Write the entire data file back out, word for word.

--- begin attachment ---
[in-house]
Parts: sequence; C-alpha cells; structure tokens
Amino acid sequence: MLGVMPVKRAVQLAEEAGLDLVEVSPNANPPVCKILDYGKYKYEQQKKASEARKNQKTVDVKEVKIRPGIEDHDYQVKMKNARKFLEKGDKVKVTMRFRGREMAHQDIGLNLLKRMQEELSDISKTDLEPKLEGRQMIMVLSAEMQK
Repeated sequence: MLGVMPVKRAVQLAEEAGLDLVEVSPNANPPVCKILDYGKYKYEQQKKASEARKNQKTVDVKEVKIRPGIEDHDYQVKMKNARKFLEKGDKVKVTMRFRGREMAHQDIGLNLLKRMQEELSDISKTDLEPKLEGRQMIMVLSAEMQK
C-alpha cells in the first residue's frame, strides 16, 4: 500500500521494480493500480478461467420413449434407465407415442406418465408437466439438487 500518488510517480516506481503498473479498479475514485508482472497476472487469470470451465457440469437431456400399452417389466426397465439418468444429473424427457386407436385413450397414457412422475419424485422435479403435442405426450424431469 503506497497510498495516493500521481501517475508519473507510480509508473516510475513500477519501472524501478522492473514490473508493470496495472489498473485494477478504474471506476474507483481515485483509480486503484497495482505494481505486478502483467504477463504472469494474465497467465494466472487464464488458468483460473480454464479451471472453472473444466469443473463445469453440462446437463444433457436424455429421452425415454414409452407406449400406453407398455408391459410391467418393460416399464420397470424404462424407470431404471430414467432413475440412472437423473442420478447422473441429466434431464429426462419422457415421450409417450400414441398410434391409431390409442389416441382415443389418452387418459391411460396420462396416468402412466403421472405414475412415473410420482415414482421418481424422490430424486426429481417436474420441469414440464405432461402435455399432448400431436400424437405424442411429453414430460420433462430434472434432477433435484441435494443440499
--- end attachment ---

[in-house]
Parts: sequence; C-alpha cells; structure tokens
Amino acid sequence: MLGVMPVKRAVQLAEEAGLDLVEVSPNANPPVCKILDYGKYKYEQQKKASEARKNQKTVDVKEVKIRPGIEDHDYQVKMKNARKFLEKGDKVKVTMRFRGREMAHQDIGLNLLKRMQEELSDISKTDLEPKLEGRQMIMVLSAEMQK
Repeated sequence: MLGVMPVKRAVQLAEEAGLDLVEVSPNANPPVCKILDYGKYKYEQQKKASEARKNQKTVDVKEVKIRPGIEDHDYQVKMKNARKFLEKGDKVKVTMRFRGREMAHQDIGLNLLKRMQEELSDISKTDLEPKLEGRQMIMVLSAEMQK
C-alpha cells in the first residue's frame, strides 16, 4: 500500500521494480493500480478461467420413449434407465407415442406418465408437466439438487 500518488510517480516506481503498473479498479475514485508482472497476472487469470470451465457440469437431456400399452417389466426397465439418468444429473424427457386407436385413450397414457412422475419424485422435479403435442405426450424431469 503506497497510498495516493500521481501517475508519473507510480509508473516510475513500477519501472524501478522492473514490473508493470496495472489498473485494477478504474471506476474507483481515485483509480486503484497495482505494481505486478502483467504477463504472469494474465497467465494466472487464464488458468483460473480454464479451471472453472473444466469443473463445469453440462446437463444433457436424455429421452425415454414409452407406449400406453407398455408391459410391467418393460416399464420397470424404462424407470431404471430414467432413475440412472437423473442420478447422473441429466434431464429426462419422457415421450409417450400414441398410434391409431390409442389416441382415443389418452387418459391411460396420462396416468402412466403421472405414475412415473410420482415414482421418481424422490430424486426429481417436474420441469414440464405432461402435455399432448400431436400424437405424442411429453414430460420433462430434472434432477433435484441435494443440499